Friendship, Respect and the Power of Choices

by: Esther Tarkieltaub MA. Ed

The students of Rabbi Akiva died during the period of Sefirah because they did not conduct themselves with respect for one another. After the passing of the first students, the remaining students did not begin treating each other with the respect they deserved. Because of their failure to give respect, the students were not only punished, but they missed an opportunity to do “teshuva” – or repent – for this failing. At this important time of year, it is critical that we evaluate the relationship between friendship and respect.

It is my strong personal belief that during the period of Sefirah, we as parents and educators need to instill in our students love for one another and teach them the importance of recognizing and respecting each other’s differences. No matter how difficult or challenging a child may seem, every child deserves respect from family, teachers and peers. “Be friendly, not mean!” should be a motto in our homes and schools. I believe it goes without saying that we need firmly implemented zero-tolerance policies for bullying and hurtful exclusion as their effects on a child can be horrific.

As an educator, I feel it is worth relating a story about the power of showing care and respect for another child.

At a fundraising dinner for a school that serves children with learning disabilities, the father of one student delivered a speech that would never be forgotten by all who attended. After extolling the school and its dedicated staff, he posed a question:

“When not interfered with by outside influences, everything nature does is done with perfection. Yet my son, Shay, cannot learn things as other children do. He cannot understand things as other children do. Where is the natural order of things in my son?”

The audience was stilled by the query.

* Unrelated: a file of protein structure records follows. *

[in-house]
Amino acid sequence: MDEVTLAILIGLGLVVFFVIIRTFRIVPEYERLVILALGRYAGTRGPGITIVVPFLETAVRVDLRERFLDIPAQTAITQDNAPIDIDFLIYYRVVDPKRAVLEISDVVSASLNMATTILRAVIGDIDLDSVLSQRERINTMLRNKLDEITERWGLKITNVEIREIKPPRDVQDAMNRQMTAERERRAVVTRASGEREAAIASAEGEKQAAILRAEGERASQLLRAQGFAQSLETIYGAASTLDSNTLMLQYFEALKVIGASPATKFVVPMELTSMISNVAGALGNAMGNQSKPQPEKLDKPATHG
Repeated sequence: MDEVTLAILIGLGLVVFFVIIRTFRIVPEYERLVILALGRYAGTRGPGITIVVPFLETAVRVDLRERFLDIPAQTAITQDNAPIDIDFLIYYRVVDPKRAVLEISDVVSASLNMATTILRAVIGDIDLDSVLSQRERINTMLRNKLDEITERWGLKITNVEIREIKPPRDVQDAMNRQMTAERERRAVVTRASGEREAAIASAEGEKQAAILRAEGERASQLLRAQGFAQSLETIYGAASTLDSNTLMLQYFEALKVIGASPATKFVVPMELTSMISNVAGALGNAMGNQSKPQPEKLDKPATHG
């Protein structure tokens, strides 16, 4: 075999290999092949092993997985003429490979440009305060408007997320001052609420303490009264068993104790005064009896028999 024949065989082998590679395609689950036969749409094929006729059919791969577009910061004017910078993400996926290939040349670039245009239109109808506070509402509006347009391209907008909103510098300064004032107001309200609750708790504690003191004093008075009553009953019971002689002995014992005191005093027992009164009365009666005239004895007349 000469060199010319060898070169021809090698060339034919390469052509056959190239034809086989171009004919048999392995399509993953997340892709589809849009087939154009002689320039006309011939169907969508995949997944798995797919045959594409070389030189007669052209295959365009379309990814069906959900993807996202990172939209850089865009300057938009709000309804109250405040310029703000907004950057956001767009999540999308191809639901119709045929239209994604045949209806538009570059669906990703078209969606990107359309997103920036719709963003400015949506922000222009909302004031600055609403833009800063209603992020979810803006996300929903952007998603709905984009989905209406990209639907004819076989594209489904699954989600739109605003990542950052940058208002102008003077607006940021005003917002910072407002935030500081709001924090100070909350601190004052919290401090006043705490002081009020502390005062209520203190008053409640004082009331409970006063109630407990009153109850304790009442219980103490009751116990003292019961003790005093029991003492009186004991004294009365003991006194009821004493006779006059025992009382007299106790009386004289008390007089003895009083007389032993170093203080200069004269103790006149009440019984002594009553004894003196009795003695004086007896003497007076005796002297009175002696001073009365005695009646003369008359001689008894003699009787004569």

The father continued…

“I believe that when a child like Shay who is mentally and physically disabled comes into the world, an opportunity to realize true human nature presents itself, and it comes in the way other people treat that child.’

Then he told the following story:

“Shay and I had walked past a park where some boys Shay knew were playing baseball. Shay asked, ‘Do you think they’ll let me play?’ I knew that most of the boys would not want someone like Shay on their team, but as a father I also understood that if my son were allowed to play, it would give him a much-needed sense of belonging and some confidence to be accepted by others in spite of his handicaps.

Not expecting much, I approached one of the boys on the field and asked if Shay could play. The boy looked around for guidance and said, ‘We’re losing by six runs and the game is in the eighth inning. I guess he can be on our team and we’ll try to put him in to bat in the ninth inning….’

Shay struggled over to the team’s bench and, with a broad smile, put on a team shirt. I watched with a small tear in my eye and warmth in my heart. The boys saw my joy at my son being accepted. In the bottom of the eighth inning, Shay’s team scored a few runs but was still behind by three.

In the top of the ninth inning, Shay put on a glove and played in the right field. Even though no hits came his way, he was obviously ecstatic just to be in the game and on the field, grinning from ear to ear as I waved to him from the stands.

In the bottom of the ninth inning, Shay’s team scored again.

Now, with two outs and the bases loaded, the potential winning run was on base and Shay was scheduled to be next at bat.